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Canine Immune- Mediated Hemolytic Anemia - more commonly known as IMHA - is a relatively rare but complex, and potentially life-threatening disorder of the blood. It can affect humans, cats and dogs. While it is not common, because it is a serious, chronic disorder it is something that every pet parent should at least be aware of.
IMHA is a disease of the blood. It causes the immune system to change and the body begins to attack and destroy red blood cells. In most cases, the trigger is never known. The result of this is severe anemia, which means the body now lacks the red blood cells it needs to function and all of its cells become oxygen deprived. Severe anemia can be life-threatening, so immediate treatment is a must.
There can be a number of reasons that a pup - even a young, previously healthy pup - can develop IMHA. To complicate things even further there are two different types of IMHA: primary and secondary.
Primary IMHA, which is the most commonly diagnosed form, has no known cause, but is believed to be genetic in nature.
Secondary IMHA is the 'side effect' of another health condition, vaccination reaction, including cancer, exposure to toxins, Lyme disease, infections and even, occasionally secondary IMHA can develop as the result of a bad reaction to medications.
There are also two different ways IMHA can present itself.
Intravascular IMHA means that red blood cells are destroyed throughout the bloodstream, while in extravascular IMHA they are destroyed within various organs (liver, spleen etc.) only.
Both forms CAN be extremely dangerous IF left untreated.
Secondary IMHA can affect any pet dog, BUT primary IMHA is believed to have a genetic component that is found more frequently in some breeds than others. These breeds include:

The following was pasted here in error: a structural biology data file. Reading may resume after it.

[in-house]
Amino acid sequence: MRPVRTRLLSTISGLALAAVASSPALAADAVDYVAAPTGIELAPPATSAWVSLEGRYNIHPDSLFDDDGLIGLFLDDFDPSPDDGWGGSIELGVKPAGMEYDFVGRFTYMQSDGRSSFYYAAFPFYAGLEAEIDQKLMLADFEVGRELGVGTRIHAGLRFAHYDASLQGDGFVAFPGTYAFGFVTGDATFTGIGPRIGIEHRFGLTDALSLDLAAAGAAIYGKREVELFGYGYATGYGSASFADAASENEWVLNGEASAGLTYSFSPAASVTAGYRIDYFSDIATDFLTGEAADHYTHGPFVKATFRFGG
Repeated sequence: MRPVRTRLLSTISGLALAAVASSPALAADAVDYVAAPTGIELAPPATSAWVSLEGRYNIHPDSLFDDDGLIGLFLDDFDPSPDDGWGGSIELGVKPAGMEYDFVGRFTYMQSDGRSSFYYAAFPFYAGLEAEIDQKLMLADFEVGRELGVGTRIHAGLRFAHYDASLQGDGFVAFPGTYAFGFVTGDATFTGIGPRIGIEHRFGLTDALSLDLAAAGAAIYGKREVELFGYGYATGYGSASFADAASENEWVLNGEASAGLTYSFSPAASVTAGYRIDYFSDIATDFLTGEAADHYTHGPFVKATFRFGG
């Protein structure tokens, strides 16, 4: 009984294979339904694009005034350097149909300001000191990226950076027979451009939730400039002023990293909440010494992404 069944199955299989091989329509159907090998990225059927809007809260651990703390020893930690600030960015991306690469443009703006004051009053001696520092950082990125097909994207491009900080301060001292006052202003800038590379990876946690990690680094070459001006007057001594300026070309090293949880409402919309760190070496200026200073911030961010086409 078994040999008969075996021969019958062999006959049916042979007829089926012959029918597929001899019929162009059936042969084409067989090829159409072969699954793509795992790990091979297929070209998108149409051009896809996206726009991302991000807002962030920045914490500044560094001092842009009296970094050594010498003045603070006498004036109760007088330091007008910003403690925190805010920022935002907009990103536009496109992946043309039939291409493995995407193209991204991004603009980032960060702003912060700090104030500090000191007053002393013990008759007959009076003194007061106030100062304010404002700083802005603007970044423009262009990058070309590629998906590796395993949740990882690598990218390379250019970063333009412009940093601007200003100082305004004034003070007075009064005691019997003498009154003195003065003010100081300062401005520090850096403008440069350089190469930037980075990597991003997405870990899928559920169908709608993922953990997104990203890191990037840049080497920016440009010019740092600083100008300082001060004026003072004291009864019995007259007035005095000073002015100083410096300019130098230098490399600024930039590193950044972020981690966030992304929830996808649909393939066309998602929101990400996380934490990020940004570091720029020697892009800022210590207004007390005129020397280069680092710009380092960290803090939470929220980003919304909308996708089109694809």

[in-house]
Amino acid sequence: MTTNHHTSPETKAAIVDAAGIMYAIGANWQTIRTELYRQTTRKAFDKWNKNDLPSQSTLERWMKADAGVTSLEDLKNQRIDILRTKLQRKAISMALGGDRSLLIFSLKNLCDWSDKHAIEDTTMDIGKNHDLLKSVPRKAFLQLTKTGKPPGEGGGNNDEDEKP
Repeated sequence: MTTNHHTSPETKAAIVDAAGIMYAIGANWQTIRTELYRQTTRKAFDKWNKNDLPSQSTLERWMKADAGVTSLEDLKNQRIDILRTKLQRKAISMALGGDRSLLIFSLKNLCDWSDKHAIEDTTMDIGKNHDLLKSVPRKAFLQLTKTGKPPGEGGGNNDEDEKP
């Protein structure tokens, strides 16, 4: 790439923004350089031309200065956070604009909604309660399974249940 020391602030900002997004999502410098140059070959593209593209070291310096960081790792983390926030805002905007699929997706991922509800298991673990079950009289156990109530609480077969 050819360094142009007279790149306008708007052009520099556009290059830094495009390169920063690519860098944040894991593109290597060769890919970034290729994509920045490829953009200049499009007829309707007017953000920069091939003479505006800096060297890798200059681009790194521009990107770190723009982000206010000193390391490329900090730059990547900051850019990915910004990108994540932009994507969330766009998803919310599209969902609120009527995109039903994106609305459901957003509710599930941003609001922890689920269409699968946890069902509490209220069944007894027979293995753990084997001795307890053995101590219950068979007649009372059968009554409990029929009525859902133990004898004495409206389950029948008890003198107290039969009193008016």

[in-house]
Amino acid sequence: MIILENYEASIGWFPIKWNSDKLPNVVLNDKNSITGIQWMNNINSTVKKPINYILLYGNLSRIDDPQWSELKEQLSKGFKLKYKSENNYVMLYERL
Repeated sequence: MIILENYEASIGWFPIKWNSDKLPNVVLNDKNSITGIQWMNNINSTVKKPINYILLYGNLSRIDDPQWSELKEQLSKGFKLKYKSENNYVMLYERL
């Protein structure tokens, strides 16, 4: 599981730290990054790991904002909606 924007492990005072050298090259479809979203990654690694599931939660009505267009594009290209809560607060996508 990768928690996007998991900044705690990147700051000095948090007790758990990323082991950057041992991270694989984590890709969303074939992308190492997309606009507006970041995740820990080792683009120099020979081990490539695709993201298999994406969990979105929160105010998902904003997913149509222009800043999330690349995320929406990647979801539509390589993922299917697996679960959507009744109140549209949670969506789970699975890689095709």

Research has also shown that middle-aged to older pets (females are slightly more likely to get autoimmune diseases in general) are often more likely to develop IMHA but no one is quite sure why that is.
IMHA can be hard to pinpoint - for pet parents at least - but as it is a severe form of anemia, there are some telltale signs. They include the following:
Many of these symptoms are also related to other conditions, so they do not indicate for sure if your pup is suffering from IMHA. Time is essential, so if you see any of these signs, don't delay seeing your vet.
DVM Tony Johnson, has this stark message to say about how serious you should take any of these signs of IMHA in your pet dog:
It can happen with remarkable speed – one day your dog is happily snoozing by the fire, the next day your veterinarian is telling you that he’s in a 50:50 battle for his life.
- Tony Johnson, DVM, DACVECC -
If at all in doubt, err on the side of caution and get your pup to the vet as soon as possible, especially as secondary IMHA is usually a sign of another health condition as well.
In order to properly diagnose IMHA, and to identify the underlying causes if it is believed that the condition may be secondary, a number of tests will have to be conducted including the standard blood test known as a packed cell volume (PCV).
Most of these tests will involve complicated bloodwork, as not only will that identify the condition but also reveal how severe it is.
According to Dr. Christopher G. Byers, "one common mistake practitioners can make is not being aggressive enough in identifying any underlying causes, such as neoplasia, that may make the IMHA a secondary disease".
So make sure, you have thoroughly investigated this possibility. This investigation should include an extensive history, infectious disease testing and thorough diagnostic testing. Ultrasound scans and x-rays will also be used to rule out conditions like cancer, and to look for any organ damage that the disease may already have caused.
One of the other tests that a vet should run if gums are yellowed or pale is a packed cell volume blood test to check for hemolytic anemia.
The treatment a pet dog receives for IMHA will vary according to its severity, whether it is primary or secondary and whether OR not another health condition needs to be treated as well.